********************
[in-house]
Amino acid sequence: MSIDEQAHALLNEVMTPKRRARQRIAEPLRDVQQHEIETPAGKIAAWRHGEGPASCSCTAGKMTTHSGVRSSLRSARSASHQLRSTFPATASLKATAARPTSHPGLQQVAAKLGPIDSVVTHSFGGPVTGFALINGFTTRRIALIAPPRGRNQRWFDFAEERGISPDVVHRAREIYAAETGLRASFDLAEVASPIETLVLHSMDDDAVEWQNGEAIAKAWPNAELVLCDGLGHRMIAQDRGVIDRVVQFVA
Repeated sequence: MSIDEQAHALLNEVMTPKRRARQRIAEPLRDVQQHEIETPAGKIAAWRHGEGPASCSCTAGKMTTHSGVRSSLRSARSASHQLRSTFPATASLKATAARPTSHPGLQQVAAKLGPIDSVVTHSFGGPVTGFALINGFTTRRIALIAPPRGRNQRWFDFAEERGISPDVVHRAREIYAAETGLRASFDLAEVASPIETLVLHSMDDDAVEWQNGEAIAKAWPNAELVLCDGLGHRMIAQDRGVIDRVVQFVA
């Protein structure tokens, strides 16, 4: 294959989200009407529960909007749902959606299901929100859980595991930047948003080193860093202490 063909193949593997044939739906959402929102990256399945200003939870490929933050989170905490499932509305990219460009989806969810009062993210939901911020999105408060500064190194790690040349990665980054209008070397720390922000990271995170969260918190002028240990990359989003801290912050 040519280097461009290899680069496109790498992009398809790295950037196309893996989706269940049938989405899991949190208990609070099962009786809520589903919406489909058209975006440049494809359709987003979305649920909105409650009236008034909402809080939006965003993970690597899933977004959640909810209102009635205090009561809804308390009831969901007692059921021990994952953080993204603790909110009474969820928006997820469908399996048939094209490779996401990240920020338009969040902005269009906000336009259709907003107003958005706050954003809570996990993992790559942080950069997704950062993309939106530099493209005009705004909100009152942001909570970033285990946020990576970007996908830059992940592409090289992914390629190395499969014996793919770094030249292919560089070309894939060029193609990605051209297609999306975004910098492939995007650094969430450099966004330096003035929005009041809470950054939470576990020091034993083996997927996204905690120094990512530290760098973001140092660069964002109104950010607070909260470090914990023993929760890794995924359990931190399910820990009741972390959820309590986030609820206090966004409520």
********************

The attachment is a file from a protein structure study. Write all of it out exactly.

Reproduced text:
[in-house]
Amino acid sequence: MSIDEQAHALLNEVMTPKRRARQRIAEPLRDVQQHEIETPAGKIAAWRHGEGPASCSCTAGKMTTHSGVRSSLRSARSASHQLRSTFPATASLKATAARPTSHPGLQQVAAKLGPIDSVVTHSFGGPVTGFALINGFTTRRIALIAPPRGRNQRWFDFAEERGISPDVVHRAREIYAAETGLRASFDLAEVASPIETLVLHSMDDDAVEWQNGEAIAKAWPNAELVLCDGLGHRMIAQDRGVIDRVVQFVA
Repeated sequence: MSIDEQAHALLNEVMTPKRRARQRIAEPLRDVQQHEIETPAGKIAAWRHGEGPASCSCTAGKMTTHSGVRSSLRSARSASHQLRSTFPATASLKATAARPTSHPGLQQVAAKLGPIDSVVTHSFGGPVTGFALINGFTTRRIALIAPPRGRNQRWFDFAEERGISPDVVHRAREIYAAETGLRASFDLAEVASPIETLVLHSMDDDAVEWQNGEAIAKAWPNAELVLCDGLGHRMIAQDRGVIDRVVQFVA
């Protein structure tokens, strides 16, 4: 294959989200009407529960909007749902959606299901929100859980595991930047948003080193860093202490 063909193949593997044939739906959402929102990256399945200003939870490929933050989170905490499932509305990219460009989806969810009062993210939901911020999105408060500064190194790690040349990665980054209008070397720390922000990271995170969260918190002028240990990359989003801290912050 040519280097461009290899680069496109790498992009398809790295950037196309893996989706269940049938989405899991949190208990609070099962009786809520589903919406489909058209975006440049494809359709987003979305649920909105409650009236008034909402809080939006965003993970690597899933977004959640909810209102009635205090009561809804308390009831969901007692059921021990994952953080993204603790909110009474969820928006997820469908399996048939094209490779996401990240920020338009969040902005269009906000336009259709907003107003958005706050954003809570996990993992790559942080950069997704950062993309939106530099493209005009705004909100009152942001909570970033285990946020990576970007996908830059992940592409090289992914390629190395499969014996793919770094030249292919560089070309894939060029193609990605051209297609999306975004910098492939995007650094969430450099966004330096003035929005009041809470950054939470576990020091034993083996997927996204905690120094990512530290760098973001140092660069964002109104950010607070909260470090914990023993929760890794995924359990931190399910820990009741972390959820309590986030609820206090966004409520």